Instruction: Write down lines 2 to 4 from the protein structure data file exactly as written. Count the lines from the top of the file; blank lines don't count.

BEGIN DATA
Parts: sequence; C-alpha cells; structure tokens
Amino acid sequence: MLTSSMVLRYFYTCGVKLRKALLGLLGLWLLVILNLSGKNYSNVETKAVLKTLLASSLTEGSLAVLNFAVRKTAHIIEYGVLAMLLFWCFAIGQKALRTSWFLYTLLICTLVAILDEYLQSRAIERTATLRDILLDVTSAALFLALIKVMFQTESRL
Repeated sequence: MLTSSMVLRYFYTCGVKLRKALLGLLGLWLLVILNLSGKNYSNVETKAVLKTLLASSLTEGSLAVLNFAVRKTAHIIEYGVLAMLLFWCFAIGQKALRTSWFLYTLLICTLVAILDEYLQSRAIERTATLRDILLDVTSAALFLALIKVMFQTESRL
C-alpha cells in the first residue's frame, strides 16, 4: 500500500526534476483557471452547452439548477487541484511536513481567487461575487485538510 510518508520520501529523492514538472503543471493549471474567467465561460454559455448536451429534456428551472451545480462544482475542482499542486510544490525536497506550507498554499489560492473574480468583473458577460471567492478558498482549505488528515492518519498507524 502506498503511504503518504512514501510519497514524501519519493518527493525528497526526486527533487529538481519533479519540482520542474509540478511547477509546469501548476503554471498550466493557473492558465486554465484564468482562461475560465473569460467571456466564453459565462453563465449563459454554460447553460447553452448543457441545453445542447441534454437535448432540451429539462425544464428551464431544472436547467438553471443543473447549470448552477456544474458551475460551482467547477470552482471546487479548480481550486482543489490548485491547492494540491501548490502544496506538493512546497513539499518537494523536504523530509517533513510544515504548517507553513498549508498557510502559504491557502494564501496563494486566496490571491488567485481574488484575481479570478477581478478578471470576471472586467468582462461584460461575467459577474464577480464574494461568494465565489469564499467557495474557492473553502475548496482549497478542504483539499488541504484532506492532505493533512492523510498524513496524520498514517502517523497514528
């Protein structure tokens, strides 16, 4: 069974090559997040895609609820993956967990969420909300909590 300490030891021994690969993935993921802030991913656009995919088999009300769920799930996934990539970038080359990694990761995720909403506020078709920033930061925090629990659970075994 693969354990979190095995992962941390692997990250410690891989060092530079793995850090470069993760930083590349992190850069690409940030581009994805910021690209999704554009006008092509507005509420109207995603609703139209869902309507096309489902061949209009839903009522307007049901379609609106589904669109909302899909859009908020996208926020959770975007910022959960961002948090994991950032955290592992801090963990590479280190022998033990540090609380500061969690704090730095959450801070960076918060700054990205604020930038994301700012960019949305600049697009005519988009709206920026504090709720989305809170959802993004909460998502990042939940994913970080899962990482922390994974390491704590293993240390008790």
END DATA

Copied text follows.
Amino acid sequence: MLTSSMVLRYFYTCGVKLRKALLGLLGLWLLVILNLSGKNYSNVETKAVLKTLLASSLTEGSLAVLNFAVRKTAHIIEYGVLAMLLFWCFAIGQKALRTSWFLYTLLICTLVAILDEYLQSRAIERTATLRDILLDVTSAALFLALIKVMFQTESRL
Repeated sequence: MLTSSMVLRYFYTCGVKLRKALLGLLGLWLLVILNLSGKNYSNVETKAVLKTLLASSLTEGSLAVLNFAVRKTAHIIEYGVLAMLLFWCFAIGQKALRTSWFLYTLLICTLVAILDEYLQSRAIERTATLRDILLDVTSAALFLALIKVMFQTESRL
C-alpha cells in the first residue's frame, strides 16, 4: 500500500526534476483557471452547452439548477487541484511536513481567487461575487485538510 510518508520520501529523492514538472503543471493549471474567467465561460454559455448536451429534456428551472451545480462544482475542482499542486510544490525536497506550507498554499489560492473574480468583473458577460471567492478558498482549505488528515492518519498507524 502506498503511504503518504512514501510519497514524501519519493518527493525528497526526486527533487529538481519533479519540482520542474509540478511547477509546469501548476503554471498550466493557473492558465486554465484564468482562461475560465473569460467571456466564453459565462453563465449563459454554460447553460447553452448543457441545453445542447441534454437535448432540451429539462425544464428551464431544472436547467438553471443543473447549470448552477456544474458551475460551482467547477470552482471546487479548480481550486482543489490548485491547492494540491501548490502544496506538493512546497513539499518537494523536504523530509517533513510544515504548517507553513498549508498557510502559504491557502494564501496563494486566496490571491488567485481574488484575481479570478477581478478578471470576471472586467468582462461584460461575467459577474464577480464574494461568494465565489469564499467557495474557492473553502475548496482549497478542504483539499488541504484532506492532505493533512492523510498524513496524520498514517502517523497514528